USFWS proposing to establish experimental population of wolverine

The U.S. Fish and Wildlife Service is proposing to establish a nonessential experimental population (NEP) area for the North American wolverine (Gulo gulo luscus) in the Southern Rocky Mountains of Colorado, northern New Mexico, and southern Wyoming. The distinct population segment (DPS) of the North American wolverine occurring in the contiguous United States is proposed for Federal listing as a threatened species under the Endangered Species Act.

The proposal will establish the NEP area for the wolverine in the Southern Rockies portion of the DPS under section 10(j) of the Endangered Species Act, and to classify any wolverines introduced into the area as a nonessential experimental population within the Southern Rocky Mountains. This proposed rule provides a plan for establishing the NEP area and provides for allowable legal incidental taking of the wolverine within the defined NEP area.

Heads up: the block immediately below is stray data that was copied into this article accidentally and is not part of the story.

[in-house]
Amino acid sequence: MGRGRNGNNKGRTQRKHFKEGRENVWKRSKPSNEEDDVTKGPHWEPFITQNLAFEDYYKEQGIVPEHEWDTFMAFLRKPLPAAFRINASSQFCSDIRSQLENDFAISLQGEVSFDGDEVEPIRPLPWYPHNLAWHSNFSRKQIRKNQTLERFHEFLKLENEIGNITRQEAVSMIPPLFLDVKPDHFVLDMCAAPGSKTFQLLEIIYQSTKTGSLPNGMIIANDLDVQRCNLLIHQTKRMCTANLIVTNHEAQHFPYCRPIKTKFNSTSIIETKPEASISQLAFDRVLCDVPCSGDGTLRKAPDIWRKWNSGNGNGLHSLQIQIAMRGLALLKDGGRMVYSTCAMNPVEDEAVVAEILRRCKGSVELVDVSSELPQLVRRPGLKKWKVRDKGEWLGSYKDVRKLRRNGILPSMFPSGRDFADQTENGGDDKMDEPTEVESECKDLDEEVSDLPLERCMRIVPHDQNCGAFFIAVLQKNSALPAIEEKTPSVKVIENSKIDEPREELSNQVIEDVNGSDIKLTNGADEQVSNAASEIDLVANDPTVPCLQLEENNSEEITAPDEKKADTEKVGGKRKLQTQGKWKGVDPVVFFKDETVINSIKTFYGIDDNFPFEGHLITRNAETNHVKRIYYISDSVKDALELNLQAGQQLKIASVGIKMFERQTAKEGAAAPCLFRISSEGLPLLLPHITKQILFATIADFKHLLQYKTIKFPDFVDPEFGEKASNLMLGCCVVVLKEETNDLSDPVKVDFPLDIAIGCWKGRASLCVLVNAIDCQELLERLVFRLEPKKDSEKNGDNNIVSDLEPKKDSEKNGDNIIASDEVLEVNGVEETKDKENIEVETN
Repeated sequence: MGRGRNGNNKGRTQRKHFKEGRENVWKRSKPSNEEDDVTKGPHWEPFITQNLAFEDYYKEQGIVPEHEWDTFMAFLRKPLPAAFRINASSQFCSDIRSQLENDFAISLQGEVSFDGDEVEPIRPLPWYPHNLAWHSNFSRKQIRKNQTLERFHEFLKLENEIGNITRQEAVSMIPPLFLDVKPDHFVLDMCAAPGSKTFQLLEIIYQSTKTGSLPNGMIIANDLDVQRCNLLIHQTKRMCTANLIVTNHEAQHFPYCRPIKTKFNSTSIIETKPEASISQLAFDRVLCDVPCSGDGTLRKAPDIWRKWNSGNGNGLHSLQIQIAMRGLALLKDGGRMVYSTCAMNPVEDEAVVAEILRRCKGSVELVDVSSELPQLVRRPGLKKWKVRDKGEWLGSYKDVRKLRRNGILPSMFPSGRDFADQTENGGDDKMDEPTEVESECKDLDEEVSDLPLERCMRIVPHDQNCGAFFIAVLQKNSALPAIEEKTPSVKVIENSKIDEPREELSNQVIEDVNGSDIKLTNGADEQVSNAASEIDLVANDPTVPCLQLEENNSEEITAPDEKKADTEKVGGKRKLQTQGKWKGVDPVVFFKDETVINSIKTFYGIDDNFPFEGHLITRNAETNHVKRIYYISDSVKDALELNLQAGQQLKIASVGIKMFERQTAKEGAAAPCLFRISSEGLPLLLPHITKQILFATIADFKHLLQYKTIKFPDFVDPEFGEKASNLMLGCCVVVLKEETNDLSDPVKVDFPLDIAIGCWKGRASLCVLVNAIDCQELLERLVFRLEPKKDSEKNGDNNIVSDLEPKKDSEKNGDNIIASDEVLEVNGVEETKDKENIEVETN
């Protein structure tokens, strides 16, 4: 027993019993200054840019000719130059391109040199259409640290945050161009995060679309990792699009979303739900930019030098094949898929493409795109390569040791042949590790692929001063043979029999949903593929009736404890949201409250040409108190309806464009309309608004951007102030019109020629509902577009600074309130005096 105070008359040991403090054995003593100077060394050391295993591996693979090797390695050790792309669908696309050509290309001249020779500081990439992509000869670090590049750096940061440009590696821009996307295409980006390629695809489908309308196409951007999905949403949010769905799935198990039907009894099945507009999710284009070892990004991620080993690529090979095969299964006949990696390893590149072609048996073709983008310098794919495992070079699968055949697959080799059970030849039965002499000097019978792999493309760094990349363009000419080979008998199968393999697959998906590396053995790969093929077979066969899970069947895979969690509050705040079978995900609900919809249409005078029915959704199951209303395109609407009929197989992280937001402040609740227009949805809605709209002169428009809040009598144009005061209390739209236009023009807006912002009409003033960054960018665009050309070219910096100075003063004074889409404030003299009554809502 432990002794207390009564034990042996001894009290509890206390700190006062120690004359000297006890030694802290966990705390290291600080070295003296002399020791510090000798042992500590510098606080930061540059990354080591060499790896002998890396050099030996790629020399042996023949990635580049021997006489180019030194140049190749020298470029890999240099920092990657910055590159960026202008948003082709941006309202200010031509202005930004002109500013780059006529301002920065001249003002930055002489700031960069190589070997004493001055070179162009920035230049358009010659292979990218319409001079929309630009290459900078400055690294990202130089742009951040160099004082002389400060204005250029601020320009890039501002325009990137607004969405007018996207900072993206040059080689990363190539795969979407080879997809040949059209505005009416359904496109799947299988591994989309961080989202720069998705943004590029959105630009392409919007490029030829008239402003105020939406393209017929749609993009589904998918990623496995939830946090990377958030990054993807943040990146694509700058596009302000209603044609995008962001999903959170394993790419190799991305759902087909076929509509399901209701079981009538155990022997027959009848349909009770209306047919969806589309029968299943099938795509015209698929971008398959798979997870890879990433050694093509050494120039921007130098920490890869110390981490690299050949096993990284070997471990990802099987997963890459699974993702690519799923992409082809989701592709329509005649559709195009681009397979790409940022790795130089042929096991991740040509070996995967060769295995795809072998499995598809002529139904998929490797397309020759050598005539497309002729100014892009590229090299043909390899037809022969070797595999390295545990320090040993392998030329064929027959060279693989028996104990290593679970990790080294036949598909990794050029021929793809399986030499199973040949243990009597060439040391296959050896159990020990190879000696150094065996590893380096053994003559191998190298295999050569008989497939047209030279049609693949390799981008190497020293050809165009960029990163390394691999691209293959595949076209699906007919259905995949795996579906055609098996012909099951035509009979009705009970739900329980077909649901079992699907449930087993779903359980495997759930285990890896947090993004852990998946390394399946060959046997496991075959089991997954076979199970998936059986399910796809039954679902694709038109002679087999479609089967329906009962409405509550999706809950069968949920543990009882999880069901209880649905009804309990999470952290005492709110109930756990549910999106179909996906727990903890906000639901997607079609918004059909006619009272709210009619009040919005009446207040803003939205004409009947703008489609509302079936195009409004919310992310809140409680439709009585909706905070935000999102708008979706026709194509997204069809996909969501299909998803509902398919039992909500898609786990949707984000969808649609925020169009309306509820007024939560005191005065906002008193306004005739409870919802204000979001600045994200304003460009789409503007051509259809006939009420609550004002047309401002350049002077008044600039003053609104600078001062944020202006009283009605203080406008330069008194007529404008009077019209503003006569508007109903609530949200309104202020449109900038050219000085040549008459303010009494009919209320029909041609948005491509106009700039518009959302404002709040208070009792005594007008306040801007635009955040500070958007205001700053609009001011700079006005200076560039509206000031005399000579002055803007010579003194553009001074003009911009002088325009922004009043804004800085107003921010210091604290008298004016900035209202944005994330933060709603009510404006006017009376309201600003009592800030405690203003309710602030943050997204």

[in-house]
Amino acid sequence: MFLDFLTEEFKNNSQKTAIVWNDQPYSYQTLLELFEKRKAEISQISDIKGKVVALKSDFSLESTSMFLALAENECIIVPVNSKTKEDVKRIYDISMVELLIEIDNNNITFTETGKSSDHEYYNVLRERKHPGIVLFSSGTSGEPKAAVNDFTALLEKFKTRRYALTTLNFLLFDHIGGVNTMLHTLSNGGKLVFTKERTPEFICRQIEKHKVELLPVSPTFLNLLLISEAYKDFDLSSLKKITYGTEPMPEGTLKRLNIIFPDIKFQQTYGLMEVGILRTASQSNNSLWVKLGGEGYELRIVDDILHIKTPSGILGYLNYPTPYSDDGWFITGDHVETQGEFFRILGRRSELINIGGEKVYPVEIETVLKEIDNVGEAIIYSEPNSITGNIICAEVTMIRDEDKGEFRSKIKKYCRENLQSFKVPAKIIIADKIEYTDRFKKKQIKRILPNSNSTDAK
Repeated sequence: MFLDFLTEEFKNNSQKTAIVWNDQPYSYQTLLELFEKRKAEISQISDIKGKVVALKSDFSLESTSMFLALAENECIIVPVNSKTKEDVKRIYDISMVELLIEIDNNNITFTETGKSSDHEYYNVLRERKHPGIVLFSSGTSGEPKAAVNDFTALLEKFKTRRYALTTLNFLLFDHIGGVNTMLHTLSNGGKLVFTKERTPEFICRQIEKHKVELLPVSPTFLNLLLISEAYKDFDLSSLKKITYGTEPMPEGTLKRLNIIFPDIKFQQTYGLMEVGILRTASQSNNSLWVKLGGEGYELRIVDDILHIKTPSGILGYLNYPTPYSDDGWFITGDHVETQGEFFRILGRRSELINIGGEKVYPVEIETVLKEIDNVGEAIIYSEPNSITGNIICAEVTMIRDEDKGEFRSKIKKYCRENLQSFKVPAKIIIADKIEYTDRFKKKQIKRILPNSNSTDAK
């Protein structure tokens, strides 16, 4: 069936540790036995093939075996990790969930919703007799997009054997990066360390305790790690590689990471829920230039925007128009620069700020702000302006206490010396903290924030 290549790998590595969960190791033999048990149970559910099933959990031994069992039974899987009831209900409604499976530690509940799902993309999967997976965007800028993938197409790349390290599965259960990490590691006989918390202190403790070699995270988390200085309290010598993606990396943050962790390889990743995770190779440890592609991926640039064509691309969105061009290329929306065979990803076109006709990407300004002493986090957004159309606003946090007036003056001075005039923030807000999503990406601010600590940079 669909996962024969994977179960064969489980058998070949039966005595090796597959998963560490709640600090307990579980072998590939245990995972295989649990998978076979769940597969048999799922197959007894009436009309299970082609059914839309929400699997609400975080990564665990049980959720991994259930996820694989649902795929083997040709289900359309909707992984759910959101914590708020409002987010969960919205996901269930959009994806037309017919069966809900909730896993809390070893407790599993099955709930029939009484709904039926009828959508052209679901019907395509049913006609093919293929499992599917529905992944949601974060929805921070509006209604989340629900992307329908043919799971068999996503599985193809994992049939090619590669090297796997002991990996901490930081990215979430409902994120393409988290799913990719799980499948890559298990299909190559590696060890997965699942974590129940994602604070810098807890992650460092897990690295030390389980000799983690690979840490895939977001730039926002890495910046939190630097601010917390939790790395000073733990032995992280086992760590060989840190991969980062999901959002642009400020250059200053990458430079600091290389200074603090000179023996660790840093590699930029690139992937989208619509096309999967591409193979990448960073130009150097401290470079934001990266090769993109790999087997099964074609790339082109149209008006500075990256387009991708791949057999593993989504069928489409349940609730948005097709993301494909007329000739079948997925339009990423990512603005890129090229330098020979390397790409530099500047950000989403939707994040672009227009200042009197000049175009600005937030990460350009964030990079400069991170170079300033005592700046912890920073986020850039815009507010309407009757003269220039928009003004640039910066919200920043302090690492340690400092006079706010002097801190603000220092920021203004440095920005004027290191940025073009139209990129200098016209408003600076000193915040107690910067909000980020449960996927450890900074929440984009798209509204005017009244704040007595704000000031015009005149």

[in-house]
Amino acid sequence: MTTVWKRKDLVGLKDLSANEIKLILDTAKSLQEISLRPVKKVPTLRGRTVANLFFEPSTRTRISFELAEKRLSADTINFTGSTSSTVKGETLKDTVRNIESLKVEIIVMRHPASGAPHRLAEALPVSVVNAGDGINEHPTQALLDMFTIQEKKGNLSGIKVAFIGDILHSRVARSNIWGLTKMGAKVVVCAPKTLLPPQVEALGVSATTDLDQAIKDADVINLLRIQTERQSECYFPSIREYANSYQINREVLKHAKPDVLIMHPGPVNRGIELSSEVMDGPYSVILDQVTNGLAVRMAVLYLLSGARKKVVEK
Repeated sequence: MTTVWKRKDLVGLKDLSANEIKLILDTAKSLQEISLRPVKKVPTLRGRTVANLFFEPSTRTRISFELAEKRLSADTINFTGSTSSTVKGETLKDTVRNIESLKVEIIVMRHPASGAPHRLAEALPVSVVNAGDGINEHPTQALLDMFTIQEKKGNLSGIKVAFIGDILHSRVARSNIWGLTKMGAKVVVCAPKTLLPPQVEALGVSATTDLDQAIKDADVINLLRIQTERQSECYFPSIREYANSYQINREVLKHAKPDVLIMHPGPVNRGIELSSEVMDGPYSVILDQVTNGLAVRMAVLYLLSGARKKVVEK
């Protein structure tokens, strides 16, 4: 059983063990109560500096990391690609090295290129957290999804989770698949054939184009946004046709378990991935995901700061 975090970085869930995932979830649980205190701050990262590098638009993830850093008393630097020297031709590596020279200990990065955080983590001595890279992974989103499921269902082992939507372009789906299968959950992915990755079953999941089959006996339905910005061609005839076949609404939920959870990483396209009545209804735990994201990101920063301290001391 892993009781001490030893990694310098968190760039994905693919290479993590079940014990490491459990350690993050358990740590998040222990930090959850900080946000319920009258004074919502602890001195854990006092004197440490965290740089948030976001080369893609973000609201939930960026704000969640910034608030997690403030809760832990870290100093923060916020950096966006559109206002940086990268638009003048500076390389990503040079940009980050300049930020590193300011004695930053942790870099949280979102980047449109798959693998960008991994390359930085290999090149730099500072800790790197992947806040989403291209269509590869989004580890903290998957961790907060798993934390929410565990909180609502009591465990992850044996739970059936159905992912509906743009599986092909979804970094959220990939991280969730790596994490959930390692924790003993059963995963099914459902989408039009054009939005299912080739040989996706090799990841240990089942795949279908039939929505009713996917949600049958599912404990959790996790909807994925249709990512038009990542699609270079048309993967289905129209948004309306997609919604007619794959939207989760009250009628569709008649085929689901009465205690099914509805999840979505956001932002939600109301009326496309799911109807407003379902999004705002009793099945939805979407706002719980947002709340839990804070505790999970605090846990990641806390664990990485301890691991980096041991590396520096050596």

The proposed action would not result in reintroduction of the wolverine; rather, the NEP area designation would provide the regulatory assurances necessary to facilitate a State-led reintroduction effort, should the state of Colorado determine to reintroduce the wolverine. The best available data indicate that reintroduction of the wolverine into the Southern Rocky Mountains is biologically feasible and will promote conservation of the species.
The North American wolverine DPS in the contiguous United States was designated a candidate species on December 14, 2010 (75 FR 78030), under the Endangered Species Act of 1973, as amended (16 U.S.C. 1531 et seq.). An NEP can only be designated for a species that is listed under the Act.

Additional information about this proposed rule is available at  Information about the draft Recovery Outline for the proposed North American wolverine DPS in the contiguous United States is available at

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